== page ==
SE: Yeah, and then that turned around toward the teachers when our reparations initiative began. Then these questions were being asked to white instructors about what percentage of their pay they should be contributing into this fund that was then being divided between Black, brown, and indigenous facilitators who were opting in to receive that extra support. That was such a big part of how we were guiding ourselves. But that left very little compensation for ourselves and for administrative labor.

We got to a point where, in order to figure out a way to compensate ourselves properly, we'd have to institutionalize. We'd have to either go deeper into an institution that could house us or we would have to become an institution or find large donors, or whatever. That step just didn't feel like what we were doing.

And that step also felt necessary if we were to hand it to someone else. And I think especially in this climate of artists being empowered around expecting livable, thrivable compensation—which is so important and an amazing cultural shift—it didn't feel appropriate to ask unpaid labor of anybody else.


[ID: A full screen of movers taking class on Zoom with Jennifer Nugent (April 2020)]

Photo courtesy of Sofia Engelman and Em Papineau

AS: This sustainability thing is interesting, because I think that that's why we passed it on. I mean, it was exciting to be a part of. It was filling and exciting and meaningful.

But I also had all this other work that I was focused on. And it was a lot of work just like anything that is ambitious in scope. I had a studio in Bushwick called BRAZIL from 2005-2014. We had student classes there and other places. I don't remember if I was a parent by then, but I think there were a lot of things that were starting. And so we'd love to pass it on. And I feel like part of Jmy, your legacy, of…

JK: Starting things and not finishing? (laughs)

AS: No! Starting things and realizing them and making them happen and putting a lot of work and action into them, and then trusting other people to carry them on in the way that they will.

I think CLASSCLASSCLASS was your idea, originally, and you approached me. I remember that Jmy approached me after I was subbing for Juliette Mapp at MR one day, and Jmy was in the class. I actually have a very vivid memory of this. Anyway, Jmy brought up this idea after that.

JK: Because I loved your class so much!

AS: Well, and I think it was like, thinking about the different things that different people had to offer. And certain people were in heavy rotation (and for good reason, you know). I also think it's interesting, because MR also, I'm sure served that role as an alternative place for teachers in class early-on too and probably tries to maintain that.

JK: I love taking classes because I love seeing… I love dancing with people. And I love the sometimes randomness of it—just who was there, you know, it wasn't like a rehearsal where it's designated. And also just the space to practice in a different way that wasn't practicing for a performance, just working with information.


[ID: A group of attentive audience members sit and stand to the right side of a marley floor.]

Photo courtesy of Laurie Berg

AS: Did you guys—how did you do? How was it? What's the last word on where, where freeskewl is?

EP: Well, we haven't had a conversation yet. Not even with the community. Yeah, the answer is: We have no idea. We're on a pause right now.

AS: It's still such a weird in-between time right now. Yeah, classes are happening, but I'm not really going to classes. I mean, I teach here and there, but I used to go to yoga classes or even other kinds of in-person group improv classes. I haven't started to go back yet. I think I could. Anyway, that’s a whole other conversation, but it's related.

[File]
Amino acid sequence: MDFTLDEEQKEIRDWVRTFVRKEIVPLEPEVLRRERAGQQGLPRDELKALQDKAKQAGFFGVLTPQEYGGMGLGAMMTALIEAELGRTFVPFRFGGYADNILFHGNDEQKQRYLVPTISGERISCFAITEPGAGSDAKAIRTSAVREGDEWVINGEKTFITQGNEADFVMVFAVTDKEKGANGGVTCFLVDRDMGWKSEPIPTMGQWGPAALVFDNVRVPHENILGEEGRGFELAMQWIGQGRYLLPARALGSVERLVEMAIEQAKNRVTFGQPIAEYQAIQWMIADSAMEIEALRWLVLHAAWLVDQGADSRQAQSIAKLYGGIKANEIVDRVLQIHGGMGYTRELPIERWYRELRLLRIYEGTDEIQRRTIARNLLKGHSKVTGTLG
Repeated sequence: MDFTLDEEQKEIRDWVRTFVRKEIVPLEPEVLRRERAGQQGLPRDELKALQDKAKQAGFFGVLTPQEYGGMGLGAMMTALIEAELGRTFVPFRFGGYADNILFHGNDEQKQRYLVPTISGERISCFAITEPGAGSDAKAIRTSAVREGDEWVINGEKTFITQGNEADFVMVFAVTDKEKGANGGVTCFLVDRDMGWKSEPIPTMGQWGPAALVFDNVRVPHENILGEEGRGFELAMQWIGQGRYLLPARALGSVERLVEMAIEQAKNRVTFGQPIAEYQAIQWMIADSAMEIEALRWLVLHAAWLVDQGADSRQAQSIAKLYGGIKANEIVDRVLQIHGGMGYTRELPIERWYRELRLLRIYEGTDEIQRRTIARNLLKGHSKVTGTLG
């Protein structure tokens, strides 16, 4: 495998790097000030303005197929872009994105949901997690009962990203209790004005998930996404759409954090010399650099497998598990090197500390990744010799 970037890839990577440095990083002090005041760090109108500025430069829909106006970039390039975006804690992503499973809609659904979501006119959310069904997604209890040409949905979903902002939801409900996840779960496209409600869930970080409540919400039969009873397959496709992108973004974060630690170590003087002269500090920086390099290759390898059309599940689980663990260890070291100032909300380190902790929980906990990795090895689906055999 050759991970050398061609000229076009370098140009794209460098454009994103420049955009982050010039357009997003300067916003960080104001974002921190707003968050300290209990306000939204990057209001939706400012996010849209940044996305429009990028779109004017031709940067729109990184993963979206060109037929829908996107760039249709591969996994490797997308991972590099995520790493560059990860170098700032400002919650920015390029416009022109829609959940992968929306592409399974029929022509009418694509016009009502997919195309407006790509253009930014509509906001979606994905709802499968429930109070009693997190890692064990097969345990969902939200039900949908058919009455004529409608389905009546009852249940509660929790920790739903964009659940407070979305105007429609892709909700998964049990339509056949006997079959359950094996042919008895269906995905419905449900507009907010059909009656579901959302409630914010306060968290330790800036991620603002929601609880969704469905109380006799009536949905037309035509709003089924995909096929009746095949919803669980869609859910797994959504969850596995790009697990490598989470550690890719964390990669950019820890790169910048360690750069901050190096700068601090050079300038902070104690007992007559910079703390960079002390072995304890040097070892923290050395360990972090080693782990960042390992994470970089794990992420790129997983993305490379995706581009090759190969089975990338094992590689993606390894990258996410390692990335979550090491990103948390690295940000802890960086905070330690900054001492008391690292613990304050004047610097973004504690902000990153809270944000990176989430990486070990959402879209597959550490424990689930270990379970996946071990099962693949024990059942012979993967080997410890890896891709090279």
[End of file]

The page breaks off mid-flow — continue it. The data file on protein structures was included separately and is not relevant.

JK: Well, I do think that we're in a moment. And we have been hovering here for a while, even before the pandemic, where structures need to… structures and institutions need to… They are crumbling and need to go away. And new ones are not built yet.

SE: I felt like by nature, because everyone was having to question what they had been teaching—figure out what was at the root of it—to be able to make a virtual version. And sometimes, you know, the root of class had nothing to do with doing a phrase at the end. [Maybe] what was at the root was finding that togetherness. People were really reassessing. There was just some beautiful experimentation happening.

And I remember, especially in the thick of it, I remember we would make these weekly class schedule graphics and people were getting really into their class titles. Like every class title was like, three lines long.

EP: From the beginning. I think one person was like, “lying in the mud of blah, blah.” If you weren't a dancer or an artist and you just saw it on Instagram, you'd be like, “What the hell? What is going on?” And then it just…that became a big part of the norm, making this bizarre title that, to some, made a ton of sense. But it also was, like, 14 words.

JK: There can be an aspect to class, dance class, not all dance classes… that a person can go and try it out, and see what's happening. There's a sort of openness in a class that isn't necessarily inside of a rehearsal or company or something like that.

This is a space where you can try something out. There is a real part of human nature that wants to come together and dance and there aren't that many places in our world where people come together and dance.

Filed under:



Join the Critical Correspondence Email List

Jmy James Kidd

A ballet trained dancer, Kidd merges physically and ideologically conflicting styles of ballet moves and free form kidd-like gestures, incorporating movement, sound, and stage sets she builds herself....
Read More

Em Papineau and Sofia Engelman

Sofia Engelman + Em Papineau are life partners, organizers, educators, and choreographic collaborators living in Lenapehoking // Brooklyn. Their current research focuses on structural transparency (in...
Read More

Anna Sperber

Anna Sperber is a Brooklyn-based choreographer and performer. Her work has been described by The New York Times as “immediately compelling” and “wonderfully strange” with “moments of theatrical magic....
Read More